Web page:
Please send suggestions of additions to the list to email@example.com
Books, reports, etc
This booklet offers a six-step approach to public policy advocacy - analysis, strategy, mobilisation, action, evaluation and continuity
This comprehensive action guide provides an approach for building people’s participation and collective power that goes beyond influencing policy and politics to transforming public decision-making. It offers easily adaptable 'modules' for NGOs trainers, activists, grass-roots organisations, who wish to develop ideas around advocacy. One of the strengths is that it focuses on peoples participation and explores ideas relating to power and politics in citizen-centred advocacy. It emphasises power and constituency-building discussed through the lens of gender/race/class and is based upon the concrete experiences of social change worldwide
It also offers facilitators tips, sample exercises and easily adaptable handouts, along with core information to support anyone through the learning process. Based on long-term experience of a range of practitioners, the guide provides well-tested methods for promoting citizen participation and practical ways of realising a rights-based approach.
The contents, chapters 1, 3, 5, 10 and 13 can be accessed electronically
A step-by-step guide to advocacy for immunization. Covers preparation (building a plan, gathering information, creating messages and materials), outreach (building a coalition, engaging policymakers, working with the media, involving the public) and monitoring and evaluating. Includes a brief section of further sources of information (manuals, guides and websites) as well as useful examples and case studies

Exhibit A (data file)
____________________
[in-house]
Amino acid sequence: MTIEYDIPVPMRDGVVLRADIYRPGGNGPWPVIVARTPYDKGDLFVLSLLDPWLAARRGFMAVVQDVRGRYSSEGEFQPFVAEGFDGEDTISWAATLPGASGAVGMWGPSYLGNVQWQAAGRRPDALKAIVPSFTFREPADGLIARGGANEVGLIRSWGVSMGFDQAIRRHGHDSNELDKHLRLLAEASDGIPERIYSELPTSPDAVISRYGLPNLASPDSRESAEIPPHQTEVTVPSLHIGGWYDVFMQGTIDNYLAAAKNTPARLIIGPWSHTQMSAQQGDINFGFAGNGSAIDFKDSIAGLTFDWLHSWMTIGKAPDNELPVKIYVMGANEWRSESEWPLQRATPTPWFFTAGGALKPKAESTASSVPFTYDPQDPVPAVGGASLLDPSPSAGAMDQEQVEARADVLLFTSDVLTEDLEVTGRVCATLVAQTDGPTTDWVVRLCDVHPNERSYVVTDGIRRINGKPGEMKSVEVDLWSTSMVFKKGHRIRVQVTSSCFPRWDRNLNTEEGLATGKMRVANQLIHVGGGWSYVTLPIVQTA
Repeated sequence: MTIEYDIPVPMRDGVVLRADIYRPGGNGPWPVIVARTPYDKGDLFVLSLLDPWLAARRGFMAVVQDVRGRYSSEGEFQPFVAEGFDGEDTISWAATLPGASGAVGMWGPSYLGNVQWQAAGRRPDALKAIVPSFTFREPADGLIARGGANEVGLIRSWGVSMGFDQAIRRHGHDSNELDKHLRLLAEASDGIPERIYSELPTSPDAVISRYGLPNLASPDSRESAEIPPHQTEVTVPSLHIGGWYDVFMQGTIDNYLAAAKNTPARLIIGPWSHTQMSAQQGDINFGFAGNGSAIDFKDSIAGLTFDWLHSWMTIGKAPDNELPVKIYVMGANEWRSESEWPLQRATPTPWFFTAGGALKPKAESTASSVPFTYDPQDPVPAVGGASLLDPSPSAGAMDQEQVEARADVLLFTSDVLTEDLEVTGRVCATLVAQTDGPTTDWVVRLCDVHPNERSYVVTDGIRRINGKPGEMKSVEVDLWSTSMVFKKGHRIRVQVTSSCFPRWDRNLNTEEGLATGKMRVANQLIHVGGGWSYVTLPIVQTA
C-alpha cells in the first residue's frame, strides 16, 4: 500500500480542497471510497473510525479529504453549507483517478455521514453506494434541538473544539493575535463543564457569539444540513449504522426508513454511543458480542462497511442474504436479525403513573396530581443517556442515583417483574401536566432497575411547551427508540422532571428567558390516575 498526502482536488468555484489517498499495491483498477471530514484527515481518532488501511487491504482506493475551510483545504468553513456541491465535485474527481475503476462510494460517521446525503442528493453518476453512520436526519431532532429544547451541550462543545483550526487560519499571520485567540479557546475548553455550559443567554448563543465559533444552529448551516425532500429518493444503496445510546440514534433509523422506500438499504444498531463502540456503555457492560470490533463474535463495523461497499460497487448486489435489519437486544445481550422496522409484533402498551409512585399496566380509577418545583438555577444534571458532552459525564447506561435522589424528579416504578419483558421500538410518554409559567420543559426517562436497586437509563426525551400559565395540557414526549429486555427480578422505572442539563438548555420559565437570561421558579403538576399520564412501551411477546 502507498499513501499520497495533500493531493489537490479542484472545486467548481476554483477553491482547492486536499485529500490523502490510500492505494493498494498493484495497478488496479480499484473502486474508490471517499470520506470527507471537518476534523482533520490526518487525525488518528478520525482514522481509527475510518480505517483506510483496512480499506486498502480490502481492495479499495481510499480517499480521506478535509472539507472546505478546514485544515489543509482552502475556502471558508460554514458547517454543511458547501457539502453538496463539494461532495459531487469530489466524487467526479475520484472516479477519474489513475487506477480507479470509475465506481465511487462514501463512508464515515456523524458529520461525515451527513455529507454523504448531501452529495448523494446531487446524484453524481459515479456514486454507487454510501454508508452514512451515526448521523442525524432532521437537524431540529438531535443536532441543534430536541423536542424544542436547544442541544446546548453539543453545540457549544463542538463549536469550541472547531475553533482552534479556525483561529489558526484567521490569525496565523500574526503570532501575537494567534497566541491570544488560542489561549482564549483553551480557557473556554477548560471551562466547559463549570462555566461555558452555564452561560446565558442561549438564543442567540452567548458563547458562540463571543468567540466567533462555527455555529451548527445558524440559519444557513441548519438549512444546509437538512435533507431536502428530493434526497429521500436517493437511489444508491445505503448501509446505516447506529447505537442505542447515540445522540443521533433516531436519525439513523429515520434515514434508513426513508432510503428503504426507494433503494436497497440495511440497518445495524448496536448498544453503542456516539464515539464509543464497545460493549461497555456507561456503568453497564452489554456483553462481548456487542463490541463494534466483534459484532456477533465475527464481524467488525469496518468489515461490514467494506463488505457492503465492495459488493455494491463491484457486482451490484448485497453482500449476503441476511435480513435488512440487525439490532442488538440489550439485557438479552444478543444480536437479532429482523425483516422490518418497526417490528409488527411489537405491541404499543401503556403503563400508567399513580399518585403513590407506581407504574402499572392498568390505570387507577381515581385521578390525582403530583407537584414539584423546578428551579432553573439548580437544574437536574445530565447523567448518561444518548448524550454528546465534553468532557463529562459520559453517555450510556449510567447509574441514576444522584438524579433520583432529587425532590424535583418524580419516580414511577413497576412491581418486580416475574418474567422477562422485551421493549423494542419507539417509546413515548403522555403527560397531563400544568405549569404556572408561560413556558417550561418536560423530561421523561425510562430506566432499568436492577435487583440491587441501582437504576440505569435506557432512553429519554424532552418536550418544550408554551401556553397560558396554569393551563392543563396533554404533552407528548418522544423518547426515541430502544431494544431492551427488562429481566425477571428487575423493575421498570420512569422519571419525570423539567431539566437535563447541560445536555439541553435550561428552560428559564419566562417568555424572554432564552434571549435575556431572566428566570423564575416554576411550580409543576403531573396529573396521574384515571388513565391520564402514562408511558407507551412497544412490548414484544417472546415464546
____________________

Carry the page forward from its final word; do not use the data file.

This useful, accessible manual provides an overview of advocacy and describes advocacy processes, methods and approaches in detail, including strategy development, community-based approaches, and working with the media. The final section provides advice on developing arguments and provides a wide range of question-and-answer style stances on controversial issues (eg 'needle programmes send the wrong message'). The final chapter is a comprehensive list of further resources. This focuses mostly on advocacy and HIV, but includes some materials addressing harm reduction and injecting drug users
DFID’s major advocacy activities focus on influencing agencies and governments to invest in infrastructure. However, it is hard to find concrete evidence of the contributions that advocacy makes towards poverty eradication. These guidelines describe an approach that many NGOs take to assess advocacy impacts. There are different types of advocacy impacts, known as different dimensions of change, and these guidelines describe some indicators for the following dimensions: changes in policies and their implementation; private sector change; strengthening civil society; and aiding democracy and improving the material situation of individuals. Participatory monitoring and evaluation asks the people being affected by a project whether it has made a difference. However, this is often more complex than standard evaluation systems and it is necessary to be clear about the goals of the process and who should be involved. In order to assess impact, it is necessary to know the existing situation prior to advocacy, and to monitor progress against this. Once you have the information, it needs to be analysed. Lessons can then be learned and evaluation results used to demonstrate that advocacy works